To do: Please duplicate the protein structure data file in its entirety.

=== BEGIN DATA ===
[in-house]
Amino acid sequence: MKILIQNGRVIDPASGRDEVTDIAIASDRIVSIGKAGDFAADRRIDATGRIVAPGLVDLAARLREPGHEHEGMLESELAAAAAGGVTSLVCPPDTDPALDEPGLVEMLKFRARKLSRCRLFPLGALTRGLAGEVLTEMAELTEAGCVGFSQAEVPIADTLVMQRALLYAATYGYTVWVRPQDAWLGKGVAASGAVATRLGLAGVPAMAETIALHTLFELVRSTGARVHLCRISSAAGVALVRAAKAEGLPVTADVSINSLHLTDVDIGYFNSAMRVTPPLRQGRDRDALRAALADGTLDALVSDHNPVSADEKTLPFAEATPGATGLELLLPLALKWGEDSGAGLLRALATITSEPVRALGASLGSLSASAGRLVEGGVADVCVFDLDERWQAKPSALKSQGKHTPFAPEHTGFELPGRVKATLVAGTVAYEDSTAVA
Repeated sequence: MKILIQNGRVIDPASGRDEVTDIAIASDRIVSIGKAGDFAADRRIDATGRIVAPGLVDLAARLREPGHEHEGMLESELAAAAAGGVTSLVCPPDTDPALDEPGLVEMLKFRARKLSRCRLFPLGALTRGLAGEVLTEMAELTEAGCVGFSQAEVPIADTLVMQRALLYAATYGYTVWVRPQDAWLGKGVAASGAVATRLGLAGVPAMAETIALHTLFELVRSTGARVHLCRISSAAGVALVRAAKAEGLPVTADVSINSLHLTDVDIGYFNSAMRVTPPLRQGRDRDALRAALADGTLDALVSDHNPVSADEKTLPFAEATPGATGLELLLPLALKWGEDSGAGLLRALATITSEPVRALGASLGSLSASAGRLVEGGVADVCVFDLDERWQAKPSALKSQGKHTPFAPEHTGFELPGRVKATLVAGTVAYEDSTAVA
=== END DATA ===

[in-house]
Amino acid sequence: MKILIQNGRVIDPASGRDEVTDIAIASDRIVSIGKAGDFAADRRIDATGRIVAPGLVDLAARLREPGHEHEGMLESELAAAAAGGVTSLVCPPDTDPALDEPGLVEMLKFRARKLSRCRLFPLGALTRGLAGEVLTEMAELTEAGCVGFSQAEVPIADTLVMQRALLYAATYGYTVWVRPQDAWLGKGVAASGAVATRLGLAGVPAMAETIALHTLFELVRSTGARVHLCRISSAAGVALVRAAKAEGLPVTADVSINSLHLTDVDIGYFNSAMRVTPPLRQGRDRDALRAALADGTLDALVSDHNPVSADEKTLPFAEATPGATGLELLLPLALKWGEDSGAGLLRALATITSEPVRALGASLGSLSASAGRLVEGGVADVCVFDLDERWQAKPSALKSQGKHTPFAPEHTGFELPGRVKATLVAGTVAYEDSTAVA
Repeated sequence: MKILIQNGRVIDPASGRDEVTDIAIASDRIVSIGKAGDFAADRRIDATGRIVAPGLVDLAARLREPGHEHEGMLESELAAAAAGGVTSLVCPPDTDPALDEPGLVEMLKFRARKLSRCRLFPLGALTRGLAGEVLTEMAELTEAGCVGFSQAEVPIADTLVMQRALLYAATYGYTVWVRPQDAWLGKGVAASGAVATRLGLAGVPAMAETIALHTLFELVRSTGARVHLCRISSAAGVALVRAAKAEGLPVTADVSINSLHLTDVDIGYFNSAMRVTPPLRQGRDRDALRAALADGTLDALVSDHNPVSADEKTLPFAEATPGATGLELLLPLALKWGEDSGAGLLRALATITSEPVRALGASLGSLSASAGRLVEGGVADVCVFDLDERWQAKPSALKSQGKHTPFAPEHTGFELPGRVKATLVAGTVAYEDSTAVA